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Left-wing film maker's 'Socialism of a Third Kind': What about equal economic status?

KP Sasi, a well-known Left-wing film director and cartoonist from Thrissur, Kerala, currently based in Bengaluru, has come up with a 12-point charter on what he calls Socialism of a Third Kind. Sent in an email alert via Dalit Media Watch, Sasi, who is son of late K Damodaran, a Marxist theoretician and writer and one of the founder leaders of the Communist Party in India, provides his perspective of the types of equal status he thinks socialism should have.
Though I found it interesting, I didn’t find in any of his 12 points what exactly his view on economy is – whether there could be economic equality, especially at a time when even Marxists agree private capital is a must for development in view of the fact that the productive forces are not ripe enough to change relations of production, supposed to be a precondition of socialism.
Be that as it may, I found the 12 point charter by Sasi interesting, coming as it does from a person who has made powerful documentaries like "A Valley Refuses to Die", "We Who Make History", "Living in Fear", "In the Name of Medicine" and "Voices from a Disaster", and feature films “Ilayum Mullum”, on the social and psychological violence on women in Kerala, “Ek Alag Mausam” and “Ssh..Silence Please”, a silent comedy film on development.
Read on his “Socialism of a Third Kind”:
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1. Equal status to all religions or no religion, does not necessarily mean equal status to gender, caste, class, sexuality, nationality, language, colour, race, ethnicity, nationality and regional power differences.
2. Equal status to all classes does not necessarily mean equal status to gender, caste, religion or no religion, sexuality, nationality, language, colour, race, ethnicity, nationality and regional power differences.
3. Equal status to gender divides does not necessarily mean equal status to religion or no religion, caste, class, sexuality, nationality, language, colour, race, ethnicity, nationality and regional power differences.
4. Equal status to castes does not necessarily mean does not necessarily mean equal status to gender, religion or no religion, class, sexuality, nationality, language, colour, race, ethnicity, nationality and regional power differences.
5. Equal status to sexualities does not necessarily mean equal status to gender, caste, class, religion or no religion, nationality, language, colour, race, ethnicity, nationality and regional power differences.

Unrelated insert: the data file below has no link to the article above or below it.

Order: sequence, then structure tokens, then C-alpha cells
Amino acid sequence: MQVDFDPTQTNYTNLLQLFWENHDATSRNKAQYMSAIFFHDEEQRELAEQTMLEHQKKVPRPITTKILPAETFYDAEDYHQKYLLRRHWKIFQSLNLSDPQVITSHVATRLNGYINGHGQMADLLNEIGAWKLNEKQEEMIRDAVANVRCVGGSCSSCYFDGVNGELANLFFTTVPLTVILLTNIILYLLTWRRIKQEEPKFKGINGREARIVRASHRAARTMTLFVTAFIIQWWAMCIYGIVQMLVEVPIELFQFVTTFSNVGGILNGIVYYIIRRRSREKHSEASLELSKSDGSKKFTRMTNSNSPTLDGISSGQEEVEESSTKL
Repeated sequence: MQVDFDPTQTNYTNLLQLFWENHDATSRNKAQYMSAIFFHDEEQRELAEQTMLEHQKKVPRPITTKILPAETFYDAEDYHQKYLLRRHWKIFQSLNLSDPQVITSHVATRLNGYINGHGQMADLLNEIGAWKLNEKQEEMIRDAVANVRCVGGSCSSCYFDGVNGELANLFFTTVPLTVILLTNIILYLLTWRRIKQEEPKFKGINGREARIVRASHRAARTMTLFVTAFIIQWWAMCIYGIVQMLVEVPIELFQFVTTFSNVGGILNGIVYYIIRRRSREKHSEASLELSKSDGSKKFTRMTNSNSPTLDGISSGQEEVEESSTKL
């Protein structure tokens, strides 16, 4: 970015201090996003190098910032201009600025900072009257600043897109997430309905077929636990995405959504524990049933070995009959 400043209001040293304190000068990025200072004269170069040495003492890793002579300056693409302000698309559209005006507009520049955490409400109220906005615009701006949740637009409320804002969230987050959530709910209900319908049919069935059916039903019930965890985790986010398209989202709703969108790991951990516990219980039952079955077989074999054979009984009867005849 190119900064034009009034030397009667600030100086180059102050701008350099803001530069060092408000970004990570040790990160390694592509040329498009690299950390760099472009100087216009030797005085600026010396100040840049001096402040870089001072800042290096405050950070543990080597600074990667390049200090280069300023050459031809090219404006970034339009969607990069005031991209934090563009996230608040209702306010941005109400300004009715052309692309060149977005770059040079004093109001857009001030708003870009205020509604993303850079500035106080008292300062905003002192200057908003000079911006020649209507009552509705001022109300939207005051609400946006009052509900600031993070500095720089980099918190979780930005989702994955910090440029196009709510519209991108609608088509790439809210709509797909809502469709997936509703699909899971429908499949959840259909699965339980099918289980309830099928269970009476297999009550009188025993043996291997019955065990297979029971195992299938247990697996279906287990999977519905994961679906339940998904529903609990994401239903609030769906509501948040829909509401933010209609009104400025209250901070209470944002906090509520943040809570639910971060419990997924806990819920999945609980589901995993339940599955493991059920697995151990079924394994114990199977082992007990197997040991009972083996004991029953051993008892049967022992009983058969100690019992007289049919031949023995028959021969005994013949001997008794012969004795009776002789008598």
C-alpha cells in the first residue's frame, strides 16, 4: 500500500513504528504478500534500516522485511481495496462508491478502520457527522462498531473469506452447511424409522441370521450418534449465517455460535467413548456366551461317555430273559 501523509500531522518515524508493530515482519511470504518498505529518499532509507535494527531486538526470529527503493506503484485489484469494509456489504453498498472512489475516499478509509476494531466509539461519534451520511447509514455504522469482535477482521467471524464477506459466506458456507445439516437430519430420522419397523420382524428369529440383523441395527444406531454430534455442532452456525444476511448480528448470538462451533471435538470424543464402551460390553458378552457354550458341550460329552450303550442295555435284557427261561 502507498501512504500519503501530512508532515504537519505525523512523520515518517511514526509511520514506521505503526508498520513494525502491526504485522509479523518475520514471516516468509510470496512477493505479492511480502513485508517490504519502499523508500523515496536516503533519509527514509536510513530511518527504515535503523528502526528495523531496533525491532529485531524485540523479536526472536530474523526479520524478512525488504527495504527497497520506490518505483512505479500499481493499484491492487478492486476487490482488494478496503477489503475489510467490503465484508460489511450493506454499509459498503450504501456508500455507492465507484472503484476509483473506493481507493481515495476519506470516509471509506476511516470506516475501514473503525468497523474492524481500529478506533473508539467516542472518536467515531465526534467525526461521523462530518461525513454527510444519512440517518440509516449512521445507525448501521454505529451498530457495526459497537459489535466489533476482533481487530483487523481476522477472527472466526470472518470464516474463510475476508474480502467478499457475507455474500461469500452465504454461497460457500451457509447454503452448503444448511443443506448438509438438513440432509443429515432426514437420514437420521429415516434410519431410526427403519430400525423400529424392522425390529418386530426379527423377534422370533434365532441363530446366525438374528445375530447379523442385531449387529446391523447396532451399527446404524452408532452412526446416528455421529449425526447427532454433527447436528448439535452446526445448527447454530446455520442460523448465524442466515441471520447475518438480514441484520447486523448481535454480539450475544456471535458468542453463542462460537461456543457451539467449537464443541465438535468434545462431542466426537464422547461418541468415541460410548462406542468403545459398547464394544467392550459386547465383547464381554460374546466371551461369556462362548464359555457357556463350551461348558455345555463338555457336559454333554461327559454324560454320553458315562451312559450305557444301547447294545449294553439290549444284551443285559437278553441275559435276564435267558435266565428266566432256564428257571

6. Equal status to nationalities does not necessarily mean equal status to gender, caste, class, sexuality, religion or no religion, language, colour, race, ethnicity, nationality and regional power differences.
7. Equal status to languages does not necessarily mean equal status to gender, caste, class, sexuality, nationality, religion or no religion, colour, race, ethnicity, nationality and regional power differences.
8. Equal status to skin colours does not necessarily mean equal status to gender, caste, class, sexuality, nationality, language, religion or no religion, race, ethnicity, nationality and regional power differences.
9. Equal status to races does not necessarily mean equal status to gender, caste, class, sexuality, nationality, language, colour, religion or no religion, ethnicity, nationality and regional power differences.
10. Equal status to ethnicities does not necessarily mean equal status to gender, caste, class, sexuality, nationality, language, colour, race, ethnicity, nationality and regional power differences.
11. Equal status to regional divides does not necessarily mean equal status to gender, caste, class, sexuality, nationality, language, colour, race, ethnicity, religion or no religion and regional power differences.
12. Above all, equal status to all human beings does not necessarily mean equal status to all species and the survival of this planet.
The earlier we understand this above basic truth and join hands to work together, the better for our own future and the future of the coming generations.

Comments

K.P. Sasi said…
Rajiv Shah, I do not think you got the point. Almost all the points speak about economic equality also. There is a point on equality in terms of class in all the points mentioned.
K.P. Sasi
K.P. Sasi said…
Rajiv Shah, Almost all the points speak about economic equality also. They speak about equality in terms of class also. It is not missed out.
G N Devy said…
I find Mr. Sasi's formulation the most appropriate statement on the ideal of equality--economic, social,cultural,political and biological.
His formulation raises the horizons of the idea of equality.

G N Devy

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